• Monitor performance of sustainable design list and description of all the practices characteristics of the land, including soils, bedrock, ground and surface water, vegetation, and wildlife, in addition to the built landscape (roads, trails, utility rights-of-way, buildings). It can be a valuable resource for assessing which sustainable techniques will apply best to each individual site.
TX Natural Resources Information System - www.tnris.org/ National Park Service NRI Guide - science.nature.nps.gov/im/index.cfm Natural Resource Management Plan A Natural Resource Management Plan is a document that outlines the objectives for park management and provides a list of actions for meeting the objectives. The level of detail may vary depending on the area being evaluated. There is a wide variety of ways to develop a resource management plan depending on respective needs and use.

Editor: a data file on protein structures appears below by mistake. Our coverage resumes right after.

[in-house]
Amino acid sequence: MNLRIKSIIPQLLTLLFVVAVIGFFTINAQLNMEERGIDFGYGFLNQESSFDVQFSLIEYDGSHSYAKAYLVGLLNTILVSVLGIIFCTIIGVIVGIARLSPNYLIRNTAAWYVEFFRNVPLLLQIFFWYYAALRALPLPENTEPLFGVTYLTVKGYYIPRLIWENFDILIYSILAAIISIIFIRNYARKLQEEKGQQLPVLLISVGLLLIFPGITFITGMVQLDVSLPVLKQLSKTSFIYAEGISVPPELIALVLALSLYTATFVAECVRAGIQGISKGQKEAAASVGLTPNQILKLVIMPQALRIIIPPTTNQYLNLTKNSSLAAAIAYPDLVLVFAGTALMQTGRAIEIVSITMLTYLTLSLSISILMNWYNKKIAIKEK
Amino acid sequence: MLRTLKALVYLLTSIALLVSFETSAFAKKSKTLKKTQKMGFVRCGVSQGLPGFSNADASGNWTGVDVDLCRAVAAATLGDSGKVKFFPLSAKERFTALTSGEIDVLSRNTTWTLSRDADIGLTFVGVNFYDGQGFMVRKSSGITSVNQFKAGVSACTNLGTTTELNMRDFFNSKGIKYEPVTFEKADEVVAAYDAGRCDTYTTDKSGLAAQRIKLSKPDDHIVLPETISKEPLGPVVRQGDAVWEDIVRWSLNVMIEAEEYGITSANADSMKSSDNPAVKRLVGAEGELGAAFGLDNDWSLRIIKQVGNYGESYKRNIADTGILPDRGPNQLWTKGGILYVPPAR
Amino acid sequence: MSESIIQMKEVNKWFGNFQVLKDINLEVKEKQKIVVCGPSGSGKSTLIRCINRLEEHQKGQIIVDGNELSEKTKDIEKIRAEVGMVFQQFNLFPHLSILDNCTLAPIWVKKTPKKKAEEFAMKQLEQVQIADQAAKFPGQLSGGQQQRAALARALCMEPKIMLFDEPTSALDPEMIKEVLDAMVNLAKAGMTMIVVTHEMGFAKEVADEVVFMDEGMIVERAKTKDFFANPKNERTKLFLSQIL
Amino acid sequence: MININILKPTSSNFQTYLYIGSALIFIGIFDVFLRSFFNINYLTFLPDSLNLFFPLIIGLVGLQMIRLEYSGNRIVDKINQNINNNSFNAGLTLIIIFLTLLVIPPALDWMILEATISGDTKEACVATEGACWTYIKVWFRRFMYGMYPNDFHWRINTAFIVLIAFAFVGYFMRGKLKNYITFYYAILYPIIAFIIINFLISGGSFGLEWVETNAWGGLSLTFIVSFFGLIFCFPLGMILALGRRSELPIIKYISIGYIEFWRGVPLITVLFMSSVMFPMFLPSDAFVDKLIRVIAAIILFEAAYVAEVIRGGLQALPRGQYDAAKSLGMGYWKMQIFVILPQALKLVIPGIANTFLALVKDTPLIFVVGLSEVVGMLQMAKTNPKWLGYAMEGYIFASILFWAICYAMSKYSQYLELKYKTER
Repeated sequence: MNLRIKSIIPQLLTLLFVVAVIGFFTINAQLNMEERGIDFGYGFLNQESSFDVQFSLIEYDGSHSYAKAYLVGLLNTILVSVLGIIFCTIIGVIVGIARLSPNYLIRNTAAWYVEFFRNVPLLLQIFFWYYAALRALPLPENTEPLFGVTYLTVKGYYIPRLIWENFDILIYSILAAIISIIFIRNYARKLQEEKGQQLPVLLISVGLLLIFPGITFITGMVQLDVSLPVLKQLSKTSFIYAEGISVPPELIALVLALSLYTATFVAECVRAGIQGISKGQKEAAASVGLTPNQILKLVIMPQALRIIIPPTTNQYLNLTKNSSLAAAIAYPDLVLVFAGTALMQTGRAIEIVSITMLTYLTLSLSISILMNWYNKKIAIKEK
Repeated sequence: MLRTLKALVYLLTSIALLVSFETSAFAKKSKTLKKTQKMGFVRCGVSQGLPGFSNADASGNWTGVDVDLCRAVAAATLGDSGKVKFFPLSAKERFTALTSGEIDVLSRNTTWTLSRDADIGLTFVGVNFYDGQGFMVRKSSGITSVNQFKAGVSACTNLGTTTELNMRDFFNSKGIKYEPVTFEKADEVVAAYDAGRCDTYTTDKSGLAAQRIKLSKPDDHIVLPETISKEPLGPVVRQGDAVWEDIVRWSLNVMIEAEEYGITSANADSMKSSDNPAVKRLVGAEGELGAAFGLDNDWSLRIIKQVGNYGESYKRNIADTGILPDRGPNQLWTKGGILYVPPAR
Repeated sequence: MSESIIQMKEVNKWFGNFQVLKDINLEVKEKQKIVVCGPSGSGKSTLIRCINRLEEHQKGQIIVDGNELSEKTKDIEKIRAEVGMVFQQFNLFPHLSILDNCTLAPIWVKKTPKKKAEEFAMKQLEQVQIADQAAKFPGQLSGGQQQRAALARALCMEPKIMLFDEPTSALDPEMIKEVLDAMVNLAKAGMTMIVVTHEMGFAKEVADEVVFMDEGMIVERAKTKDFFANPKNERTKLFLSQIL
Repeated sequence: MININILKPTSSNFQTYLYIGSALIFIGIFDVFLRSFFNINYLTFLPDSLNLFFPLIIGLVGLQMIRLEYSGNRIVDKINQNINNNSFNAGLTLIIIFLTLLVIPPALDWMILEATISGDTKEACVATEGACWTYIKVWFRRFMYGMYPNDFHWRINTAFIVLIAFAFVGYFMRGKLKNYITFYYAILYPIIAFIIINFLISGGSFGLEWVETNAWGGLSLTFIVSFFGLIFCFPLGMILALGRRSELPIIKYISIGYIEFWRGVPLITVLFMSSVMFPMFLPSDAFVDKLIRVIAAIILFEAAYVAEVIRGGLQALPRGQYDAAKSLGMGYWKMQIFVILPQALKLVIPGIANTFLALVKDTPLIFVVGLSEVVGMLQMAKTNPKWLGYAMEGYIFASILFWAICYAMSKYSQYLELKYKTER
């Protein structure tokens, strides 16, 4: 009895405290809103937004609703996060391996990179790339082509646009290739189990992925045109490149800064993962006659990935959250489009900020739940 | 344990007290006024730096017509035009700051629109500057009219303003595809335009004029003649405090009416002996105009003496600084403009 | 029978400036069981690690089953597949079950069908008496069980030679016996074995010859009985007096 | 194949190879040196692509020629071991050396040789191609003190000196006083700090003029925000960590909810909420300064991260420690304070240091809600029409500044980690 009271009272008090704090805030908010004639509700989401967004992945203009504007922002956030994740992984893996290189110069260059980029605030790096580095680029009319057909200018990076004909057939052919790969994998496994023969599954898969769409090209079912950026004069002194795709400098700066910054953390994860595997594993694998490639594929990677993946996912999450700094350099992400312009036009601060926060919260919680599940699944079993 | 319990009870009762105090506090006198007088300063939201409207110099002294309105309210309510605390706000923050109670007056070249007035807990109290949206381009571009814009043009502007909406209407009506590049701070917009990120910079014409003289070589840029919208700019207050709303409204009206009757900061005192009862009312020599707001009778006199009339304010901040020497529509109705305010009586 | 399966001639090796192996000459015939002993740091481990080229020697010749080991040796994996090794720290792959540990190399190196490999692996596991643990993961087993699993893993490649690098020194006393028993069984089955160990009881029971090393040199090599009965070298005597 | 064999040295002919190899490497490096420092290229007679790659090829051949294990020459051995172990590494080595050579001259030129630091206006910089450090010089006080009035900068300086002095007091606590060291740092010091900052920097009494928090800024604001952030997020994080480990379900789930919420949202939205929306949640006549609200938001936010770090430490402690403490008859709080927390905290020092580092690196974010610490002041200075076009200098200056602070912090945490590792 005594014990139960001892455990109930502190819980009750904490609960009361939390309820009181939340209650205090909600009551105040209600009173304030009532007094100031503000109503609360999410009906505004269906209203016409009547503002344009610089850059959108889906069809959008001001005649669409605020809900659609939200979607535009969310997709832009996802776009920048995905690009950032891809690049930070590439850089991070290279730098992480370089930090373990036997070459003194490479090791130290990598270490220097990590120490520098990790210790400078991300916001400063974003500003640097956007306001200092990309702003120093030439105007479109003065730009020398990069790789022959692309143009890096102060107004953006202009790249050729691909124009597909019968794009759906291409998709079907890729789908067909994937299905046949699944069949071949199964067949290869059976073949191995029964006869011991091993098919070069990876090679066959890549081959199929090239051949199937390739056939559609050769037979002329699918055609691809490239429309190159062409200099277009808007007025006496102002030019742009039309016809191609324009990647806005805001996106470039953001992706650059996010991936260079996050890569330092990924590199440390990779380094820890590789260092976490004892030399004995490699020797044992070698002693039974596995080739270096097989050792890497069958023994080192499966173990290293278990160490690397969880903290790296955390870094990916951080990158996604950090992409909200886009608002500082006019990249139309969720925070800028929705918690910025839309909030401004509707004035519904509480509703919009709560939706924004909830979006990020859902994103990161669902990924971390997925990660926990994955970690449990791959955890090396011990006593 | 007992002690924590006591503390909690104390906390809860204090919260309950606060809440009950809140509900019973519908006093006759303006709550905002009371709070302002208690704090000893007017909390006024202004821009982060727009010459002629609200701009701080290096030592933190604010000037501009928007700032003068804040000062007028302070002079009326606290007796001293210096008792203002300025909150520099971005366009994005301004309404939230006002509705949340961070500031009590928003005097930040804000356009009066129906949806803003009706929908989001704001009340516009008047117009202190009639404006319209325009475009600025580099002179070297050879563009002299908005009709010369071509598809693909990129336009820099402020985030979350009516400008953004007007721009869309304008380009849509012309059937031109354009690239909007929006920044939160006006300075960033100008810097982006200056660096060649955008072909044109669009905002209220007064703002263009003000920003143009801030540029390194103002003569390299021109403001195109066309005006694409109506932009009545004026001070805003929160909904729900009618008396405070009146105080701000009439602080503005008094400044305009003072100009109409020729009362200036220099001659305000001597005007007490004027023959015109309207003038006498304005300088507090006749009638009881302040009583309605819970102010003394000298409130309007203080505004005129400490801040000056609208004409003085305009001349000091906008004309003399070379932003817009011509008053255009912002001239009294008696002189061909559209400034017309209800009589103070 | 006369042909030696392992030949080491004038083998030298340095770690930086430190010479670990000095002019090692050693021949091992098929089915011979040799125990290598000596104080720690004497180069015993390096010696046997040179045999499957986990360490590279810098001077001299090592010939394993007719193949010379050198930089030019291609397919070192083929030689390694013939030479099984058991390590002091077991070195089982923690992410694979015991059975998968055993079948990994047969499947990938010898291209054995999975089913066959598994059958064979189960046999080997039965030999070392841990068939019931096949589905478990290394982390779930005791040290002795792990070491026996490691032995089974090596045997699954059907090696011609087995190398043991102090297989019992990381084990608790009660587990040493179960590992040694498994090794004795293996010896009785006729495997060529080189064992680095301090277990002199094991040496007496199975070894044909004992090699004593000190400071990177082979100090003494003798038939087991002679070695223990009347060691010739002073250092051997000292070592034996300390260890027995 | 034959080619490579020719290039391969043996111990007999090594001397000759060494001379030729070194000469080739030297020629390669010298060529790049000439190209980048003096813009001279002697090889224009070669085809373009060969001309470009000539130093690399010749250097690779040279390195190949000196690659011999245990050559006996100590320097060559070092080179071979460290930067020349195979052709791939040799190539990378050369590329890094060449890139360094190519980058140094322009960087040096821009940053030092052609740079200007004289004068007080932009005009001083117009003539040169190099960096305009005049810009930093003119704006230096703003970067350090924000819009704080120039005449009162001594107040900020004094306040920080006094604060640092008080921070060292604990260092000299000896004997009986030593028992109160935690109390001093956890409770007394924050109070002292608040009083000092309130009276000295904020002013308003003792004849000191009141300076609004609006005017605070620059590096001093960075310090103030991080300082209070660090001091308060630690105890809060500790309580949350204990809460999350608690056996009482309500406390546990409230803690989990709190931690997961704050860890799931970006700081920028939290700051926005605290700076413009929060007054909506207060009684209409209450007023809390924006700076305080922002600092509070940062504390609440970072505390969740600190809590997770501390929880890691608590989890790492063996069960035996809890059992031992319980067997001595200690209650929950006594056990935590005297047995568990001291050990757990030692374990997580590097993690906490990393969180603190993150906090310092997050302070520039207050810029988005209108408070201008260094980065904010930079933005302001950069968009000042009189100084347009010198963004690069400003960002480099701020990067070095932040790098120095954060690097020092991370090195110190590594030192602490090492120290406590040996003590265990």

Texas Outdoor Recreation Plan Chapter 8 – Sustainable Park Design
University of Florida NRMP - edis.ifas.ufl.edu/fr126 Evaluation and Monitoring As recreation providers continue with efforts to sustainably manage a site, they can look to their Natural Resource Inventory to help in documenting and evaluating the effect of their efforts. Monitoring the performance of sustainable design practices is useful when determining how an area has been affected. Keeping up to date with the impact that efforts have made will help in the continuation to plan for the future.
Land Conservation Whether developing a new park system or maintaining a current one, recreation providers must consider each individual site, in addition to potential impacts from site development and construction. The following sections outline some important sustainable design components to keep in mind.
Greenfields, Greyfields, Brownfields